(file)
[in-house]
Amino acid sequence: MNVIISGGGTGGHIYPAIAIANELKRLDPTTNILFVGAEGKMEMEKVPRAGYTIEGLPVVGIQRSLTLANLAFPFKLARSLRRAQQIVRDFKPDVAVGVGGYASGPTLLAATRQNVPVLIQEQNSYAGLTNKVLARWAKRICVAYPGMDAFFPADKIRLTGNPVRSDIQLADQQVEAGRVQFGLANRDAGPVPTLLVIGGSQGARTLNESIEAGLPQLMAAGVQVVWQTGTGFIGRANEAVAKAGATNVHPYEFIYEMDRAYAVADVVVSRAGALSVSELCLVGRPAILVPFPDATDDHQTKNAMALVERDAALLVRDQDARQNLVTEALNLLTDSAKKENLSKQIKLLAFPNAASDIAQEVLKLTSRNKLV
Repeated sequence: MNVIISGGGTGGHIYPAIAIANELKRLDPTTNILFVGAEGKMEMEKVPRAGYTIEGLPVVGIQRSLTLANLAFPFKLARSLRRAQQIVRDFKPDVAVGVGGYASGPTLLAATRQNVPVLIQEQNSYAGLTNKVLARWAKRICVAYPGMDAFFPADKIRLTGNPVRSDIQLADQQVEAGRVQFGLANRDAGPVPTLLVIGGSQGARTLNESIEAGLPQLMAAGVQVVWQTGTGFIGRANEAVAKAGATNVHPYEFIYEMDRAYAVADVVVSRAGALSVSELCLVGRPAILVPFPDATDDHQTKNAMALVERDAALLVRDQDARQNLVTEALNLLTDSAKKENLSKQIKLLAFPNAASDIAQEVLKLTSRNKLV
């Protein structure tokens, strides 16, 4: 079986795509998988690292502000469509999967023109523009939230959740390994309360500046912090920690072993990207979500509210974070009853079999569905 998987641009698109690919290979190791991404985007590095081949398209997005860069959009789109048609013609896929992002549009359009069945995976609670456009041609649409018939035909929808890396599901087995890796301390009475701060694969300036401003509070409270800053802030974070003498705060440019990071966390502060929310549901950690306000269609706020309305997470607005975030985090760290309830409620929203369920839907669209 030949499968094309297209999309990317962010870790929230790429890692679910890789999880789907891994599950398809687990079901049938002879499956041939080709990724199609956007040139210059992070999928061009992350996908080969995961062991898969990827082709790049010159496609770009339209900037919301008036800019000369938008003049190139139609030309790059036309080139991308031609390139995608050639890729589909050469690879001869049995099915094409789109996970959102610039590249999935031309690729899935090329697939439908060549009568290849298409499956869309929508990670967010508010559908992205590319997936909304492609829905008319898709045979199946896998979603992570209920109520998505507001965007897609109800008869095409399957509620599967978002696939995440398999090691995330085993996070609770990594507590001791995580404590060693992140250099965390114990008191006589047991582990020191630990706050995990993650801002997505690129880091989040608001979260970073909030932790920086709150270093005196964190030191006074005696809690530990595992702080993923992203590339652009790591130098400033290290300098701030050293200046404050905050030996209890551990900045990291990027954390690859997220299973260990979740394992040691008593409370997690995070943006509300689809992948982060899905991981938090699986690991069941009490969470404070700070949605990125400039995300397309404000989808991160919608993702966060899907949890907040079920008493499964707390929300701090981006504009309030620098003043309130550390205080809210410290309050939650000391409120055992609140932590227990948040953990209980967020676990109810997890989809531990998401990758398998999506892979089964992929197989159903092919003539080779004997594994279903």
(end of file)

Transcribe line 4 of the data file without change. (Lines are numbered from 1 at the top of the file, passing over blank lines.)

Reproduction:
């Protein structure tokens, strides 16, 4: 079986795509998988690292502000469509999967023109523009939230959740390994309360500046912090920690072993990207979500509210974070009853079999569905 998987641009698109690919290979190791991404985007590095081949398209997005860069959009789109048609013609896929992002549009359009069945995976609670456009041609649409018939035909929808890396599901087995890796301390009475701060694969300036401003509070409270800053802030974070003498705060440019990071966390502060929310549901950690306000269609706020309305997470607005975030985090760290309830409620929203369920839907669209 030949499968094309297209999309990317962010870790929230790429890692679910890789999880789907891994599950398809687990079901049938002879499956041939080709990724199609956007040139210059992070999928061009992350996908080969995961062991898969990827082709790049010159496609770009339209900037919301008036800019000369938008003049190139139609030309790059036309080139991308031609390139995608050639890729589909050469690879001869049995099915094409789109996970959102610039590249999935031309690729899935090329697939439908060549009568290849298409499956869309929508990670967010508010559908992205590319997936909304492609829905008319898709045979199946896998979603992570209920109520998505507001965007897609109800008869095409399957509620599967978002696939995440398999090691995330085993996070609770990594507590001791995580404590060693992140250099965390114990008191006589047991582990020191630990706050995990993650801002997505690129880091989040608001979260970073909030932790920086709150270093005196964190030191006074005696809690530990595992702080993923992203590339652009790591130098400033290290300098701030050293200046404050905050030996209890551990900045990291990027954390690859997220299973260990979740394992040691008593409370997690995070943006509300689809992948982060899905991981938090699986690991069941009490969470404070700070949605990125400039995300397309404000989808991160919608993702966060899907949890907040079920008493499964707390929300701090981006504009309030620098003043309130550390205080809210410290309050939650000391409120055992609140932590227990948040953990209980967020676990109810997890989809531990998401990758398998999506892979089964992929197989159903092919003539080779004997594994279903």